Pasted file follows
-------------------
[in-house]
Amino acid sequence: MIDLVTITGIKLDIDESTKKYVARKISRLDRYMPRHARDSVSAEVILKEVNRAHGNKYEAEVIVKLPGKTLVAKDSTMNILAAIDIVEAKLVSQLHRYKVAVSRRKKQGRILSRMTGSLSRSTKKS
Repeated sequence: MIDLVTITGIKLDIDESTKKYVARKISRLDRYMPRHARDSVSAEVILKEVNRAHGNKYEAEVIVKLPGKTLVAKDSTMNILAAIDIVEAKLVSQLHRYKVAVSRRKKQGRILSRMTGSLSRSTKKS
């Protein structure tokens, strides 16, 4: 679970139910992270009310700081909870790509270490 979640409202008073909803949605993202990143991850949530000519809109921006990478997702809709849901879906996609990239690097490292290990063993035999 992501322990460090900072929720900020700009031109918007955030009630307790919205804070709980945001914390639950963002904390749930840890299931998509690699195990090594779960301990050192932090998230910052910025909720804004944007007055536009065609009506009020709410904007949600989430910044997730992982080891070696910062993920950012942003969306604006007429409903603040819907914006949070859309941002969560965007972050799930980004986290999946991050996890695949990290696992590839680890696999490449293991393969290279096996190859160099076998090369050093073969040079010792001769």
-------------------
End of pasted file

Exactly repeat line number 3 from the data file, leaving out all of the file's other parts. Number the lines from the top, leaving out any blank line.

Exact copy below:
Repeated sequence: MIDLVTITGIKLDIDESTKKYVARKISRLDRYMPRHARDSVSAEVILKEVNRAHGNKYEAEVIVKLPGKTLVAKDSTMNILAAIDIVEAKLVSQLHRYKVAVSRRKKQGRILSRMTGSLSRSTKKS